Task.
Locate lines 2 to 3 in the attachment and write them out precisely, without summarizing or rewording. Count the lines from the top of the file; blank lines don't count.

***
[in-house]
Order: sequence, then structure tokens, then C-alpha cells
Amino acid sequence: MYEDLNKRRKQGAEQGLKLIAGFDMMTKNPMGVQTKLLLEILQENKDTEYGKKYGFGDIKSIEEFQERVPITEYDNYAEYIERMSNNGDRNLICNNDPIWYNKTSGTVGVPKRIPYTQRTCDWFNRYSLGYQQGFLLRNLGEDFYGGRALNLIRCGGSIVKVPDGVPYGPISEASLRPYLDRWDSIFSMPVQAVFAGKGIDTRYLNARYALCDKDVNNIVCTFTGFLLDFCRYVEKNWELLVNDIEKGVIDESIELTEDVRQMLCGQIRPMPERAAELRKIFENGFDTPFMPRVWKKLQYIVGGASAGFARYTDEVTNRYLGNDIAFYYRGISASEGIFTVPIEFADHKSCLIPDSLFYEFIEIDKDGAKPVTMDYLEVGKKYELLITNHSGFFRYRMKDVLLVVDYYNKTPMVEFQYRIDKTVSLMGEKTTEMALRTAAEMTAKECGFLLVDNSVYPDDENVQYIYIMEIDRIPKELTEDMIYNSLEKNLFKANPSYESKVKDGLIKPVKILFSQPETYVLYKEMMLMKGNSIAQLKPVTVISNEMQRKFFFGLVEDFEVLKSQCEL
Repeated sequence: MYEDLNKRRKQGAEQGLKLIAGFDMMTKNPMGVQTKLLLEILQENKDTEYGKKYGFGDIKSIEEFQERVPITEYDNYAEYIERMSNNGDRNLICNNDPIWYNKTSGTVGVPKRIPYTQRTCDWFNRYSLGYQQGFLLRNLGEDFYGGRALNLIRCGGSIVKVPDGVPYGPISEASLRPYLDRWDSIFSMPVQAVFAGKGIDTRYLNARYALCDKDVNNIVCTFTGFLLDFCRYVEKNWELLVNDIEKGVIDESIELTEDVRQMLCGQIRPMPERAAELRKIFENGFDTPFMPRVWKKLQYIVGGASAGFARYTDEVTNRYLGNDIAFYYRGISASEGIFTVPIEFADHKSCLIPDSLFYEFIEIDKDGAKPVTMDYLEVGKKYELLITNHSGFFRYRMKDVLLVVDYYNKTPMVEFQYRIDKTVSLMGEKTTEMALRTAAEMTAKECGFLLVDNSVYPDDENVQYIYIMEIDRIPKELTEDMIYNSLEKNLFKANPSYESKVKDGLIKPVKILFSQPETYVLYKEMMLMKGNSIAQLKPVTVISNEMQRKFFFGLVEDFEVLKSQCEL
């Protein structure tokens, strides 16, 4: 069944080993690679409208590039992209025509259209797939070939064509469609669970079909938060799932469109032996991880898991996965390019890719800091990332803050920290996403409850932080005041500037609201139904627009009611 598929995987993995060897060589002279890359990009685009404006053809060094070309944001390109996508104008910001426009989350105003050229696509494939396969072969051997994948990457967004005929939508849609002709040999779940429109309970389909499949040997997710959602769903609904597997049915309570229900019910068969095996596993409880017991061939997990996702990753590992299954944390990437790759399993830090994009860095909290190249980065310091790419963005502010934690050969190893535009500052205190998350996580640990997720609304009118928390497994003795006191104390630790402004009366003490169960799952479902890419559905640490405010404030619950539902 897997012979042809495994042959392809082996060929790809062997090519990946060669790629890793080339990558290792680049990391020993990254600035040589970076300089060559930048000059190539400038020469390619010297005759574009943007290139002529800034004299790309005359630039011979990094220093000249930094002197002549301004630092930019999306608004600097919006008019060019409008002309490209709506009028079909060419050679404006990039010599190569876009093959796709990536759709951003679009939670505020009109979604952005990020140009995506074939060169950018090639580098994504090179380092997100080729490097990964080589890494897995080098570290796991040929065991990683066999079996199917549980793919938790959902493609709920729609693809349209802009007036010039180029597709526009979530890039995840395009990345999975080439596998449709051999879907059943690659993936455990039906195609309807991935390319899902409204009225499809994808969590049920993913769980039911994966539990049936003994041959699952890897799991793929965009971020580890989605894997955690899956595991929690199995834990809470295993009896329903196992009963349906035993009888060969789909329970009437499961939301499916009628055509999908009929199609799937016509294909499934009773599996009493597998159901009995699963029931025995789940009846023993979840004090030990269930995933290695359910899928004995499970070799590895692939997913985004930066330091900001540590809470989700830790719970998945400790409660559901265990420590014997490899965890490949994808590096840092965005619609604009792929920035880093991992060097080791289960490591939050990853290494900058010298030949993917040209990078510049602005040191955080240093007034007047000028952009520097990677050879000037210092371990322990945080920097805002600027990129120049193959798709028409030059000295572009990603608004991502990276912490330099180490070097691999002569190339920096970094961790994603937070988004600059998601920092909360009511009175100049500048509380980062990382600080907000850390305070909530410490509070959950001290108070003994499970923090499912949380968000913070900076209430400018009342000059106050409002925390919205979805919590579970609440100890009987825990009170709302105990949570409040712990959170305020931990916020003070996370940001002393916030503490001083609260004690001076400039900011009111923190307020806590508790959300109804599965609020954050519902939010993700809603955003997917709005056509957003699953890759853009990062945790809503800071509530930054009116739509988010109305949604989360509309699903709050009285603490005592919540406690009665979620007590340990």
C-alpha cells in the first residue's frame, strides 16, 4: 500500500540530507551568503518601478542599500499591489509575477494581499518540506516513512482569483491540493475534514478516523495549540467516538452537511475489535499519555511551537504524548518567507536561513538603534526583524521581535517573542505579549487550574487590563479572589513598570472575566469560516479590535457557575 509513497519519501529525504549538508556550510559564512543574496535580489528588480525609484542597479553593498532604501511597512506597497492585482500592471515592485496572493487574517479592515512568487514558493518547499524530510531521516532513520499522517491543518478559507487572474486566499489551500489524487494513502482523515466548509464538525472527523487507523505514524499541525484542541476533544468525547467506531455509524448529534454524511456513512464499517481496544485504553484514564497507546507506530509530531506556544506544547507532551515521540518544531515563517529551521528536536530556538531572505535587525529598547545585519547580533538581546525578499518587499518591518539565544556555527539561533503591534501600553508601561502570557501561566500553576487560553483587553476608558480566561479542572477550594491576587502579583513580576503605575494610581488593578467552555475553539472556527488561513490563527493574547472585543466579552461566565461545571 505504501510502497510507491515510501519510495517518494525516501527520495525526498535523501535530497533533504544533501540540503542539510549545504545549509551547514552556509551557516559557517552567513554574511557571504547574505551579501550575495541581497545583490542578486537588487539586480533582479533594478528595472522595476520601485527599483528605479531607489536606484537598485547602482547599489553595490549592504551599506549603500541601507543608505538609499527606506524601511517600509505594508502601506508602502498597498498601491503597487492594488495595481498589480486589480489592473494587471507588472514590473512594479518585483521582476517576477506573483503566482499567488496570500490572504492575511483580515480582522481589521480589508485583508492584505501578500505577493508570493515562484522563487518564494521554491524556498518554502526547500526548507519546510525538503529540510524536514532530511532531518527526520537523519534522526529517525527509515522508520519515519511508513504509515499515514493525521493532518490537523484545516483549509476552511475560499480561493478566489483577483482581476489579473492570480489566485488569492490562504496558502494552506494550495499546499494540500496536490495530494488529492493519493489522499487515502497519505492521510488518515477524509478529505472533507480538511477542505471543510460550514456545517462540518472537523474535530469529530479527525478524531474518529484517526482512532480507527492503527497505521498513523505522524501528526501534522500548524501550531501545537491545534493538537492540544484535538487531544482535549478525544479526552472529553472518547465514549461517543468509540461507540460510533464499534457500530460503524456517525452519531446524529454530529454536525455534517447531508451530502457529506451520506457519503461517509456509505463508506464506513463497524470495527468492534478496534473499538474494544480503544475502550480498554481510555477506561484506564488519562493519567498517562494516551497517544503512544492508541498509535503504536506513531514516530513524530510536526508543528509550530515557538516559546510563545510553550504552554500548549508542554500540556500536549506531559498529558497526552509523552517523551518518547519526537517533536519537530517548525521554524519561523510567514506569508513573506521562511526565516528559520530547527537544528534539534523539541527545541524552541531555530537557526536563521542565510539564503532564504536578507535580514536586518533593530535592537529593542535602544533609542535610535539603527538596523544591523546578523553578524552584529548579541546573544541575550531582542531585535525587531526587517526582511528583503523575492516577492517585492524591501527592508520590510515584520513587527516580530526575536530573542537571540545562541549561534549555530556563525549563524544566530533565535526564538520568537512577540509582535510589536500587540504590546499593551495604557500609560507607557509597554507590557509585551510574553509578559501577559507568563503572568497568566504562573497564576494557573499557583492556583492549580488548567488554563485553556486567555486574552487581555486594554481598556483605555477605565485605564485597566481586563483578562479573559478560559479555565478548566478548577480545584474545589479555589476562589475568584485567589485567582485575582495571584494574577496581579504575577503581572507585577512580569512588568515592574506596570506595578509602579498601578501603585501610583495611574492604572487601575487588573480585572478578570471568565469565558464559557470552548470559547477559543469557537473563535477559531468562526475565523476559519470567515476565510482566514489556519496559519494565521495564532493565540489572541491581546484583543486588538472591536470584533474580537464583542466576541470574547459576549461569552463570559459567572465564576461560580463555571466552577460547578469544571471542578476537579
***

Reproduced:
Order: sequence, then structure tokens, then C-alpha cells
Amino acid sequence: MYEDLNKRRKQGAEQGLKLIAGFDMMTKNPMGVQTKLLLEILQENKDTEYGKKYGFGDIKSIEEFQERVPITEYDNYAEYIERMSNNGDRNLICNNDPIWYNKTSGTVGVPKRIPYTQRTCDWFNRYSLGYQQGFLLRNLGEDFYGGRALNLIRCGGSIVKVPDGVPYGPISEASLRPYLDRWDSIFSMPVQAVFAGKGIDTRYLNARYALCDKDVNNIVCTFTGFLLDFCRYVEKNWELLVNDIEKGVIDESIELTEDVRQMLCGQIRPMPERAAELRKIFENGFDTPFMPRVWKKLQYIVGGASAGFARYTDEVTNRYLGNDIAFYYRGISASEGIFTVPIEFADHKSCLIPDSLFYEFIEIDKDGAKPVTMDYLEVGKKYELLITNHSGFFRYRMKDVLLVVDYYNKTPMVEFQYRIDKTVSLMGEKTTEMALRTAAEMTAKECGFLLVDNSVYPDDENVQYIYIMEIDRIPKELTEDMIYNSLEKNLFKANPSYESKVKDGLIKPVKILFSQPETYVLYKEMMLMKGNSIAQLKPVTVISNEMQRKFFFGLVEDFEVLKSQCEL